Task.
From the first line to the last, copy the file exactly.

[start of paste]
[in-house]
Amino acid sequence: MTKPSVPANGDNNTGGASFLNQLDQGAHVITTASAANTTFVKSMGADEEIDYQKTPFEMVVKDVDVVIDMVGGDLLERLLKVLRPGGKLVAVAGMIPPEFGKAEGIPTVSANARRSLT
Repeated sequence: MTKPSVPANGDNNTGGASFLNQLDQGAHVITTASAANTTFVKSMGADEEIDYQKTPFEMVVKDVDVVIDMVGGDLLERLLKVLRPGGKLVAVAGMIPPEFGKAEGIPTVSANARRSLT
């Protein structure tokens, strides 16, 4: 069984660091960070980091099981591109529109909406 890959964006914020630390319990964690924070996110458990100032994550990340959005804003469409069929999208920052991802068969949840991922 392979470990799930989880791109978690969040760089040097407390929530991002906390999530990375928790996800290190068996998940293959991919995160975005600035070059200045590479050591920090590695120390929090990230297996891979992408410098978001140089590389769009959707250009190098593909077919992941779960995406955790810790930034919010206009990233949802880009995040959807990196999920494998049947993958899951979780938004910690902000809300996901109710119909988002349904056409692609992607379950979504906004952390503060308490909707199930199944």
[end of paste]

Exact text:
[in-house]
Amino acid sequence: MTKPSVPANGDNNTGGASFLNQLDQGAHVITTASAANTTFVKSMGADEEIDYQKTPFEMVVKDVDVVIDMVGGDLLERLLKVLRPGGKLVAVAGMIPPEFGKAEGIPTVSANARRSLT
Repeated sequence: MTKPSVPANGDNNTGGASFLNQLDQGAHVITTASAANTTFVKSMGADEEIDYQKTPFEMVVKDVDVVIDMVGGDLLERLLKVLRPGGKLVAVAGMIPPEFGKAEGIPTVSANARRSLT
């Protein structure tokens, strides 16, 4: 069984660091960070980091099981591109529109909406 890959964006914020630390319990964690924070996110458990100032994550990340959005804003469409069929999208920052991802068969949840991922 392979470990799930989880791109978690969040760089040097407390929530991002906390999530990375928790996800290190068996998940293959991919995160975005600035070059200045590479050591920090590695120390929090990230297996891979992408410098978001140089590389769009959707250009190098593909077919992941779960995406955790810790930034919010206009990233949802880009995040959807990196999920494998049947993958899951979780938004910690902000809300996901109710119909988002349904056409692609992607379950979504906004952390503060308490909707199930199944």